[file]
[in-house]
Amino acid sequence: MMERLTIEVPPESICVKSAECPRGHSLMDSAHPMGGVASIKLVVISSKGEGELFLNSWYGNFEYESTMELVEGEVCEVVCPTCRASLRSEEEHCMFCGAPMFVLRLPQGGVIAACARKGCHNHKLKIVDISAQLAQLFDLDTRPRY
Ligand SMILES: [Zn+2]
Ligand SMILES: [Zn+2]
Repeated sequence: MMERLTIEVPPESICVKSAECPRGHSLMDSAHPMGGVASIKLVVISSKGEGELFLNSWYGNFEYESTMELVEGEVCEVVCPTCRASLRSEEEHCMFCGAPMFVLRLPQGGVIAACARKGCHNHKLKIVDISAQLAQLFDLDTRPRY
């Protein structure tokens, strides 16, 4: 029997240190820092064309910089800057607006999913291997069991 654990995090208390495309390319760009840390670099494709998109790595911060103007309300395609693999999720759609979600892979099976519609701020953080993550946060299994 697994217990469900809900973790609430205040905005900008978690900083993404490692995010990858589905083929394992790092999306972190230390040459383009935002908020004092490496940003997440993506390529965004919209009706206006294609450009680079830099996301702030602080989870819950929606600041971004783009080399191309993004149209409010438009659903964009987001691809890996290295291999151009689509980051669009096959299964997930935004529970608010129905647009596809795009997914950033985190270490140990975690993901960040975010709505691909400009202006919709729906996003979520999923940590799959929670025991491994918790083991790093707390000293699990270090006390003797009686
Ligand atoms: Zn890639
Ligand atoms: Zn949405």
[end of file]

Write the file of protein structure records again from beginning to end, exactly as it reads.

[in-house]
Amino acid sequence: MMERLTIEVPPESICVKSAECPRGHSLMDSAHPMGGVASIKLVVISSKGEGELFLNSWYGNFEYESTMELVEGEVCEVVCPTCRASLRSEEEHCMFCGAPMFVLRLPQGGVIAACARKGCHNHKLKIVDISAQLAQLFDLDTRPRY
Ligand SMILES: [Zn+2]
Ligand SMILES: [Zn+2]
Repeated sequence: MMERLTIEVPPESICVKSAECPRGHSLMDSAHPMGGVASIKLVVISSKGEGELFLNSWYGNFEYESTMELVEGEVCEVVCPTCRASLRSEEEHCMFCGAPMFVLRLPQGGVIAACARKGCHNHKLKIVDISAQLAQLFDLDTRPRY
């Protein structure tokens, strides 16, 4: 029997240190820092064309910089800057607006999913291997069991 654990995090208390495309390319760009840390670099494709998109790595911060103007309300395609693999999720759609979600892979099976519609701020953080993550946060299994 697994217990469900809900973790609430205040905005900008978690900083993404490692995010990858589905083929394992790092999306972190230390040459383009935002908020004092490496940003997440993506390529965004919209009706206006294609450009680079830099996301702030602080989870819950929606600041971004783009080399191309993004149209409010438009659903964009987001691809890996290295291999151009689509980051669009096959299964997930935004529970608010129905647009596809795009997914950033985190270490140990975690993901960040975010709505691909400009202006919709729906996003979520999923940590799959929670025991491994918790083991790093707390000293699990270090006390003797009686
Ligand atoms: Zn890639
Ligand atoms: Zn949405």